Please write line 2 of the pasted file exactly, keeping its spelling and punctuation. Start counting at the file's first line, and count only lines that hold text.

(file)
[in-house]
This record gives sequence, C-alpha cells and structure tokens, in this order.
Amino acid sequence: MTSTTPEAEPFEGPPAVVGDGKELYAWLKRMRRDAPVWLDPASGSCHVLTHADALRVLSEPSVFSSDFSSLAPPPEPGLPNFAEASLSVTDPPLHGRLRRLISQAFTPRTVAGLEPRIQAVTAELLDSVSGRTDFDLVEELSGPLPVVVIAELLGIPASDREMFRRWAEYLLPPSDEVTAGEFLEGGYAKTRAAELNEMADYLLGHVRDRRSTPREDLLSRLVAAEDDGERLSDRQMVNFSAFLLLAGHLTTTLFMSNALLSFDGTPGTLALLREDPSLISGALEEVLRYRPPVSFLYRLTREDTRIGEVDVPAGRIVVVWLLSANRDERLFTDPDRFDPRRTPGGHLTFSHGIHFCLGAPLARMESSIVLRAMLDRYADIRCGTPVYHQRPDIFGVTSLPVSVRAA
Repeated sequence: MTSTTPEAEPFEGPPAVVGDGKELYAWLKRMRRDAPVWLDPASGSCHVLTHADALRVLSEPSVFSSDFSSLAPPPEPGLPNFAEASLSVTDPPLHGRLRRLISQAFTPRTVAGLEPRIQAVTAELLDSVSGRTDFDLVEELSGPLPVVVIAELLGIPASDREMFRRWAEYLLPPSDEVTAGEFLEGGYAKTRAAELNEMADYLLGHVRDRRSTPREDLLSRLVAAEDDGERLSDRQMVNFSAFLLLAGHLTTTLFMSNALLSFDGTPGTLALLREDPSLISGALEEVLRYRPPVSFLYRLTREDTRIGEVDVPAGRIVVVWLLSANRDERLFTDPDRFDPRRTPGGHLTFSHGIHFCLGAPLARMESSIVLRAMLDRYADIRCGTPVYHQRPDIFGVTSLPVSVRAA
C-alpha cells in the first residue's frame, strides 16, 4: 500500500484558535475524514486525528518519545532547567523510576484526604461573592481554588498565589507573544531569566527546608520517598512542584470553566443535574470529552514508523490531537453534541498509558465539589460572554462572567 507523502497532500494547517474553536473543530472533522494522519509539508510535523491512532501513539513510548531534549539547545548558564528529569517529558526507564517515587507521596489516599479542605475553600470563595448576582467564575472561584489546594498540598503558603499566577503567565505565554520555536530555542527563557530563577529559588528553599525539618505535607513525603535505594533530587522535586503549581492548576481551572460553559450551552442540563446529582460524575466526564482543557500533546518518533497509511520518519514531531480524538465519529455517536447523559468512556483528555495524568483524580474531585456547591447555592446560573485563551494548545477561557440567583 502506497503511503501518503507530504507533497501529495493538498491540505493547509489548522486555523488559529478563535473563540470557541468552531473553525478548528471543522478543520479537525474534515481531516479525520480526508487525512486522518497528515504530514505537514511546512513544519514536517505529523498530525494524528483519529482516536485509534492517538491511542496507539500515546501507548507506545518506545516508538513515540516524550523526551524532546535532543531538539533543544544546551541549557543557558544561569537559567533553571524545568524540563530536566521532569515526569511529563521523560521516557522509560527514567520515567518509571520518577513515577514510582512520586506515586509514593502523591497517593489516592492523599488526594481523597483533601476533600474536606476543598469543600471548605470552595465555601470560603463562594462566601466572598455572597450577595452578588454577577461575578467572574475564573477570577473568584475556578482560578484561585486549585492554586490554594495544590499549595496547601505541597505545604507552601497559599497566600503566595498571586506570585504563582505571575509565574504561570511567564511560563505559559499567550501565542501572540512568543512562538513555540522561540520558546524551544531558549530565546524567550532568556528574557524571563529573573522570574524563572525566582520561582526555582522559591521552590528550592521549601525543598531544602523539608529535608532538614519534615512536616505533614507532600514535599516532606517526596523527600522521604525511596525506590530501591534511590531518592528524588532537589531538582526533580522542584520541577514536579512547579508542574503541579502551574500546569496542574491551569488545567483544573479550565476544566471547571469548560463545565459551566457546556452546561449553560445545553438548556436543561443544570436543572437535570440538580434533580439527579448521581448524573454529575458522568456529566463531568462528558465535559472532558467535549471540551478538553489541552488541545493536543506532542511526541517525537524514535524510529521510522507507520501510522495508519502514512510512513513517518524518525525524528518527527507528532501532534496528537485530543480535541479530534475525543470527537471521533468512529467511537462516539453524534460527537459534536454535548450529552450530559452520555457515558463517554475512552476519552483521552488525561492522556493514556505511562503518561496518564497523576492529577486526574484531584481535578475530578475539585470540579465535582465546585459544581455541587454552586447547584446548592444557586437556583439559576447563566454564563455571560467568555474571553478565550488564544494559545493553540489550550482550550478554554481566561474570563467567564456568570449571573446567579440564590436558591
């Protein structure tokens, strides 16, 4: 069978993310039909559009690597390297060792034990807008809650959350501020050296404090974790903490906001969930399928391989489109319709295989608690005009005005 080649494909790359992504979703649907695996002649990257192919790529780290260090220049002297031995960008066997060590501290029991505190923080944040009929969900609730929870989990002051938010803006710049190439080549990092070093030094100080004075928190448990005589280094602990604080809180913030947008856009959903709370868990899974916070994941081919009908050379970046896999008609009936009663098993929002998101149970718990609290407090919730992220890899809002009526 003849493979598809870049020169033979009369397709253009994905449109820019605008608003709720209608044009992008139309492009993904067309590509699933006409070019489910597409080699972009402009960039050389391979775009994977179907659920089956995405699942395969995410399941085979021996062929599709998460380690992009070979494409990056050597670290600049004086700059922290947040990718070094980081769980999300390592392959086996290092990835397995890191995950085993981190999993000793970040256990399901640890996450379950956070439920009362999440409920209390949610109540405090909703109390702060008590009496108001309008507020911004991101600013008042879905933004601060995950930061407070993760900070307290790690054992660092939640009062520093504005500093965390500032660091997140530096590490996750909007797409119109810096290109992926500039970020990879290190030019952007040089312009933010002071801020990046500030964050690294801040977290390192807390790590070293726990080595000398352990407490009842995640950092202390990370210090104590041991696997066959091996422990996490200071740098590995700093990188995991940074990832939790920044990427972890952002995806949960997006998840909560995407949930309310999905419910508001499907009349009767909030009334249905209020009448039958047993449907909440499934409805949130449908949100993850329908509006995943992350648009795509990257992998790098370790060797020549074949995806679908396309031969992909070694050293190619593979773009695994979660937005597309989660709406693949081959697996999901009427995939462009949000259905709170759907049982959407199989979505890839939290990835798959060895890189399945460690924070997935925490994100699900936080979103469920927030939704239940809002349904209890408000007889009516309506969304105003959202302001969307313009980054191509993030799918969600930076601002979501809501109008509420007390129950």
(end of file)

This record gives sequence, C-alpha cells and structure tokens, in this order.